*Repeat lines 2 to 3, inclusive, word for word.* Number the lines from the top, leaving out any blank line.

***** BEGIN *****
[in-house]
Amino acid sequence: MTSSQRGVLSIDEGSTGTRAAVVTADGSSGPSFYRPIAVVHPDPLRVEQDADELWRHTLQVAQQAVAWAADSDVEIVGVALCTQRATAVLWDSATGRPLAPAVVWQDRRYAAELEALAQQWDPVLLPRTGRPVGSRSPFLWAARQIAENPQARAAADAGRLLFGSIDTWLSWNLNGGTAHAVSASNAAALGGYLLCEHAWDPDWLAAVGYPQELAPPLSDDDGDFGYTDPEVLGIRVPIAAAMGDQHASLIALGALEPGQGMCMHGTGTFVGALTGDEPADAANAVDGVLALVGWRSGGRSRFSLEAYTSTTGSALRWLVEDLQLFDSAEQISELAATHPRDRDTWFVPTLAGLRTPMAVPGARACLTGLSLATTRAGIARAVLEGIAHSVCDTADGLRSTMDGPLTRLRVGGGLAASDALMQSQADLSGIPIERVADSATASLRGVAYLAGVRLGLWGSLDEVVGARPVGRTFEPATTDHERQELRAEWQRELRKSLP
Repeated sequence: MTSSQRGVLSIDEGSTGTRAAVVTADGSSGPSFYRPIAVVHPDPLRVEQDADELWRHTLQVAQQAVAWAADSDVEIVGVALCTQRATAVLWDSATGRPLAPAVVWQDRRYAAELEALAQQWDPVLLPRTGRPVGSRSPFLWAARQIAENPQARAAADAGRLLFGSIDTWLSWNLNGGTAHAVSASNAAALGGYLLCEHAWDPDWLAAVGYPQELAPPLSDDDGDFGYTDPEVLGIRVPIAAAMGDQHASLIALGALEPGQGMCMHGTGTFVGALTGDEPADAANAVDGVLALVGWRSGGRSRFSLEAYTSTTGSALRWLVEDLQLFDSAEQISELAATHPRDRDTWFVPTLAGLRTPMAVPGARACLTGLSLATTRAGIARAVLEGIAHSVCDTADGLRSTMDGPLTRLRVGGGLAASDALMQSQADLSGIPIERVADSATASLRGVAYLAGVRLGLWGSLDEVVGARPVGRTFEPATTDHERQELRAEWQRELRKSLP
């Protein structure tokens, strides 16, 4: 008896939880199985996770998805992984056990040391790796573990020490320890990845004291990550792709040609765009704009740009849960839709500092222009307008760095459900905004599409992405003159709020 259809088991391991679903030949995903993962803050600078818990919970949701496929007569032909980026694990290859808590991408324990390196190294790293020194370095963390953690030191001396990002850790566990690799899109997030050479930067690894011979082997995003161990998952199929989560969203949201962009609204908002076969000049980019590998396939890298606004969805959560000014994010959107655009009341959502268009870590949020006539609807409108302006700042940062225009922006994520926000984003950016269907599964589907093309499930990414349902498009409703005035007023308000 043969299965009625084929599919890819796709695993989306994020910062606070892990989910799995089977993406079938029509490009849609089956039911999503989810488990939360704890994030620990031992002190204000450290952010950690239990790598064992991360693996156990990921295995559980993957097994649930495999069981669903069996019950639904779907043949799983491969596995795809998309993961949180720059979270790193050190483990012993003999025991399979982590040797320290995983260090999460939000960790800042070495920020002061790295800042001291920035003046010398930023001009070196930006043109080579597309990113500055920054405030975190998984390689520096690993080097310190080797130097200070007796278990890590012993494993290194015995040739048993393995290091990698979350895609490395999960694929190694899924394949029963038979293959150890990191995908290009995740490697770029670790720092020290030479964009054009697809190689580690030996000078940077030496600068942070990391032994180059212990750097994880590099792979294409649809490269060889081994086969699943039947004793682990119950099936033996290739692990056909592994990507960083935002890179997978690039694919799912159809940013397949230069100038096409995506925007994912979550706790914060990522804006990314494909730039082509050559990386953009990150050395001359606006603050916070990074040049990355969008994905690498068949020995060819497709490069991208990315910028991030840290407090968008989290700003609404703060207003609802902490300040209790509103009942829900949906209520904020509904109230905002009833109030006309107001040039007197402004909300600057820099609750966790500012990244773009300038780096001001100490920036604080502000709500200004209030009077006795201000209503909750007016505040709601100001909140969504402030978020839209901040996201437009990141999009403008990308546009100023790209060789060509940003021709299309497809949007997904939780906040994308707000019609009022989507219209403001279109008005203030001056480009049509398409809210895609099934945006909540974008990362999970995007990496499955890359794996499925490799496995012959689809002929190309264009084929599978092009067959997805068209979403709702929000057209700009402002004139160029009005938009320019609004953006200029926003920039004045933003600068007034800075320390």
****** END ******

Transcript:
Amino acid sequence: MTSSQRGVLSIDEGSTGTRAAVVTADGSSGPSFYRPIAVVHPDPLRVEQDADELWRHTLQVAQQAVAWAADSDVEIVGVALCTQRATAVLWDSATGRPLAPAVVWQDRRYAAELEALAQQWDPVLLPRTGRPVGSRSPFLWAARQIAENPQARAAADAGRLLFGSIDTWLSWNLNGGTAHAVSASNAAALGGYLLCEHAWDPDWLAAVGYPQELAPPLSDDDGDFGYTDPEVLGIRVPIAAAMGDQHASLIALGALEPGQGMCMHGTGTFVGALTGDEPADAANAVDGVLALVGWRSGGRSRFSLEAYTSTTGSALRWLVEDLQLFDSAEQISELAATHPRDRDTWFVPTLAGLRTPMAVPGARACLTGLSLATTRAGIARAVLEGIAHSVCDTADGLRSTMDGPLTRLRVGGGLAASDALMQSQADLSGIPIERVADSATASLRGVAYLAGVRLGLWGSLDEVVGARPVGRTFEPATTDHERQELRAEWQRELRKSLP
Repeated sequence: MTSSQRGVLSIDEGSTGTRAAVVTADGSSGPSFYRPIAVVHPDPLRVEQDADELWRHTLQVAQQAVAWAADSDVEIVGVALCTQRATAVLWDSATGRPLAPAVVWQDRRYAAELEALAQQWDPVLLPRTGRPVGSRSPFLWAARQIAENPQARAAADAGRLLFGSIDTWLSWNLNGGTAHAVSASNAAALGGYLLCEHAWDPDWLAAVGYPQELAPPLSDDDGDFGYTDPEVLGIRVPIAAAMGDQHASLIALGALEPGQGMCMHGTGTFVGALTGDEPADAANAVDGVLALVGWRSGGRSRFSLEAYTSTTGSALRWLVEDLQLFDSAEQISELAATHPRDRDTWFVPTLAGLRTPMAVPGARACLTGLSLATTRAGIARAVLEGIAHSVCDTADGLRSTMDGPLTRLRVGGGLAASDALMQSQADLSGIPIERVADSATASLRGVAYLAGVRLGLWGSLDEVVGARPVGRTFEPATTDHERQELRAEWQRELRKSLP